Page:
My design emerges
As my design progressed, I developed a wood, wide span structure, with three-hinged arches built up of frames spaced along a gable roof. At each end, the arches converged at the hip in an octagonal design. Another of my classmates designed a Mies van der Rohe style box in steel and glass, with infill of small bricks. Others developed their own individual designs. I was encouraged in this direction by T. Gorm Hansen, instructor for the First Year Design studio, an older, modest gentleman, who maintained, “We Danes are merely refiners, not originators.”
One of the design problems assigned to the first-year class was a riding hall adjacent to a polo field, with horse stables, exercise areas, a practice and performance arena and audience seating, for all-weather polo matches . Our class visited polo games, learned the rules and gathered information on the care, feeding, and stabling of horses. I consulted my cousin Susanna, who kept horses and a few other farm animals on their property in Comstock, Michigan, and received a letter on the subject, which I tacked up on the bulletin board and shared with my classmates. If Susy had ever shown up at our school, she would’ve been received as a celebrated expert.
He proved his skill in this area by encouraging me to develop this concept and showing me how. For the riding hall, I had designed a series of slits along the length of the gable to admit light in the roof, which got smaller and closer together as the roof reached its peak, as my model showed.
He admired the long horizontals I sketched on the exterior elevations and even showed me how to modify my three-hinged arches to be proportioned correctly for structural support of the roof joists and window slits.
I later discovered Wright’s Herbert Johnson House, “Wingspread,” which also had a stepped gable roof, three rows of skylight strips and octagonal ends. Yet I had arrived at this type of roof design on on my own. It’s possible I had seen it and felt it was so right as a solution for letting light into a gable roof, it should always be done that way. But when I designed it I had no idea anyone had ever designed such a roof before. Nonetheless, an associate of Rudolph’s who had accompanied him to New Haven from Florida, came by my desk one day and remarked on it one day: “You think you’re Frank Lloyd Wright? You’re just copying his style.”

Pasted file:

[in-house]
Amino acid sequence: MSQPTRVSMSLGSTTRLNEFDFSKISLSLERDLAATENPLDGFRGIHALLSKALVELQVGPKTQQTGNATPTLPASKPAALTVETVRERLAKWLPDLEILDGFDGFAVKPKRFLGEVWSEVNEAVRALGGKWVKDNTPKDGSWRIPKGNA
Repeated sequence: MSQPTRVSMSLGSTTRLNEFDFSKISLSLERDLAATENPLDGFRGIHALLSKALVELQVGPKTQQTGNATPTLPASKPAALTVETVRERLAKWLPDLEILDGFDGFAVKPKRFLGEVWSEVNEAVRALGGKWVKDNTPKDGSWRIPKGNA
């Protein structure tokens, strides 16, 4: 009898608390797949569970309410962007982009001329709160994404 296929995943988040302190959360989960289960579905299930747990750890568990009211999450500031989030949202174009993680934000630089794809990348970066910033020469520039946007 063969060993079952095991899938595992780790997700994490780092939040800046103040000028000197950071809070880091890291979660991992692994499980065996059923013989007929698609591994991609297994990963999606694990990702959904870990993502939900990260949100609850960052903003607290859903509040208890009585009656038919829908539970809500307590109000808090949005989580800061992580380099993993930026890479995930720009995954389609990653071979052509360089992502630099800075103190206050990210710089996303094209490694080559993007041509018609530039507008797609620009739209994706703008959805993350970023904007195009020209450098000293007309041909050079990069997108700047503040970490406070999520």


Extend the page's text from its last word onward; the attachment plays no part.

Learning from the masters: “original” sin?
I stared at him, too appalled to reply, thinking, “And what would be wrong with that — learning from one of the great masters of the twentieth century?” Certainly, my classmate David across the aisle was copying Mies van der Rohe’s Crown Hall from the Illinois Institute of Technology’s campus—a boxy, Miesian steel structure with exposed steel girders above the flat roof to achieve the required wide span; he wasn’t receiving such scathing criticism. But soon afterwards I began to get the instructor’s drift. Something I was doing seemed jarring to the very ethos of the Yale Architecture School. As I re-read Wolfe’s book, I realized how protective these disciples of the Bauhaus faith were of their own kind:
Composers, artists or architects in a compound began to have the instincts of a medieval clergy, much of whose activity was devoted exclusively to separating itself from the mob. For mob, substitute bourgeoisie — and you have the spirit of avant-gardism in the twentieth century. Once inside a compound, an artist can become part of a clerisy, to use an old term for an in intelligentsia with clerical presumptions. –P. 18
Nevertheless, I was roundly criticized for it, while copyists of the Bauhaus were praised. Wolfe’s commentary explains why:
For a hierophant [advocate} of the compound, confidence came easy! What did it matter if you said you are imitating Mies or Gropius or Corbu or any of the rest? It was like accusing a Christian of imitating Jesus Christ.” –P.73
It appeared I was not an adherent to the faith, nor consequently a member of the architectural elite, and never would be.
More next time. Until then, good words to you!
For more about Frank Lloyd Wright, and working jigsaw puzzles during a pandemic, you might also enjoy my previous post: